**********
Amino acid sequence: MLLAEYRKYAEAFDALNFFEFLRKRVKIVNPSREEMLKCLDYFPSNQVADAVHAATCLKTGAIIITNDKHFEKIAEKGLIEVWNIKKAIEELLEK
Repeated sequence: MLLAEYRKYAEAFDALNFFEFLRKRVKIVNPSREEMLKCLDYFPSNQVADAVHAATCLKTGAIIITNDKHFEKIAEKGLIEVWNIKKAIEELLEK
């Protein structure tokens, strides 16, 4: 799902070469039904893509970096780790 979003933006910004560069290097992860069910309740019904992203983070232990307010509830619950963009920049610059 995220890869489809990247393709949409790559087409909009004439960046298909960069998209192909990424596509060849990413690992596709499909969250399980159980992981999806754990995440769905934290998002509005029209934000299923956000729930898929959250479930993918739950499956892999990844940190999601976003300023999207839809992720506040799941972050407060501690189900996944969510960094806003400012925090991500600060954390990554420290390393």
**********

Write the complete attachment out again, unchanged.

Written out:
Amino acid sequence: MLLAEYRKYAEAFDALNFFEFLRKRVKIVNPSREEMLKCLDYFPSNQVADAVHAATCLKTGAIIITNDKHFEKIAEKGLIEVWNIKKAIEELLEK
Repeated sequence: MLLAEYRKYAEAFDALNFFEFLRKRVKIVNPSREEMLKCLDYFPSNQVADAVHAATCLKTGAIIITNDKHFEKIAEKGLIEVWNIKKAIEELLEK
């Protein structure tokens, strides 16, 4: 799902070469039904893509970096780790 979003933006910004560069290097992860069910309740019904992203983070232990307010509830619950963009920049610059 995220890869489809990247393709949409790559087409909009004439960046298909960069998209192909990424596509060849990413690992596709499909969250399980159980992981999806754990995440769905934290998002509005029209934000299923956000729930898929959250479930993918739950499956892999990844940190999601976003300023999207839809992720506040799941972050407060501690189900996944969510960094806003400012925090991500600060954390990554420290390393």